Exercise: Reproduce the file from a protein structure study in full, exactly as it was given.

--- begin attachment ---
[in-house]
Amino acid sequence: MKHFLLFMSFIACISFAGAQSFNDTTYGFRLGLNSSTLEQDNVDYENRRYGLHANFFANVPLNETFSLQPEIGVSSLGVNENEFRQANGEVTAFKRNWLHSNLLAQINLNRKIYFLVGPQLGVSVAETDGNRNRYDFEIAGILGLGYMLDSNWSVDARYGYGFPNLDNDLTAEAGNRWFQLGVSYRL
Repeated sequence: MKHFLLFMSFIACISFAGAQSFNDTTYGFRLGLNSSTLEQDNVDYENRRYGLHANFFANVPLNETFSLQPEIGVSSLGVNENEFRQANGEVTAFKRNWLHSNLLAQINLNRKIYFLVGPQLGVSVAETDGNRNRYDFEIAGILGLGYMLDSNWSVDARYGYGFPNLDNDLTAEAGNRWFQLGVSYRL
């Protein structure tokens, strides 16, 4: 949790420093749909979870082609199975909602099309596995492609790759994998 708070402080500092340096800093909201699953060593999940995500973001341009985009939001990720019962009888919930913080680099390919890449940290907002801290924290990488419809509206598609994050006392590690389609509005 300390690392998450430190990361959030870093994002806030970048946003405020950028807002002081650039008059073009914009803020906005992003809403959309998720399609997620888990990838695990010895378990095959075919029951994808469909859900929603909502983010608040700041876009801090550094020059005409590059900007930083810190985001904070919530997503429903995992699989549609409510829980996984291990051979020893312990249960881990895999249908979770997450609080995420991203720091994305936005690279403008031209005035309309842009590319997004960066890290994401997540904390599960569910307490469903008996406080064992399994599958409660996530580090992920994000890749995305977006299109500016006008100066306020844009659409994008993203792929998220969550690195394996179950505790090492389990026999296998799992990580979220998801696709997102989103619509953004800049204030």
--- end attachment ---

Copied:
[in-house]
Amino acid sequence: MKHFLLFMSFIACISFAGAQSFNDTTYGFRLGLNSSTLEQDNVDYENRRYGLHANFFANVPLNETFSLQPEIGVSSLGVNENEFRQANGEVTAFKRNWLHSNLLAQINLNRKIYFLVGPQLGVSVAETDGNRNRYDFEIAGILGLGYMLDSNWSVDARYGYGFPNLDNDLTAEAGNRWFQLGVSYRL
Repeated sequence: MKHFLLFMSFIACISFAGAQSFNDTTYGFRLGLNSSTLEQDNVDYENRRYGLHANFFANVPLNETFSLQPEIGVSSLGVNENEFRQANGEVTAFKRNWLHSNLLAQINLNRKIYFLVGPQLGVSVAETDGNRNRYDFEIAGILGLGYMLDSNWSVDARYGYGFPNLDNDLTAEAGNRWFQLGVSYRL
């Protein structure tokens, strides 16, 4: 949790420093749909979870082609199975909602099309596995492609790759994998 708070402080500092340096800093909201699953060593999940995500973001341009985009939001990720019962009888919930913080680099390919890449940290907002801290924290990488419809509206598609994050006392590690389609509005 300390690392998450430190990361959030870093994002806030970048946003405020950028807002002081650039008059073009914009803020906005992003809403959309998720399609997620888990990838695990010895378990095959075919029951994808469909859900929603909502983010608040700041876009801090550094020059005409590059900007930083810190985001904070919530997503429903995992699989549609409510829980996984291990051979020893312990249960881990895999249908979770997450609080995420991203720091994305936005690279403008031209005035309309842009590319997004960066890290994401997540904390599960569910307490469903008996406080064992399994599958409660996530580090992920994000890749995305977006299109500016006008100066306020844009659409994008993203792929998220969550690195394996179950505790090492389990026999296998799992990580979220998801696709997102989103619509953004800049204030």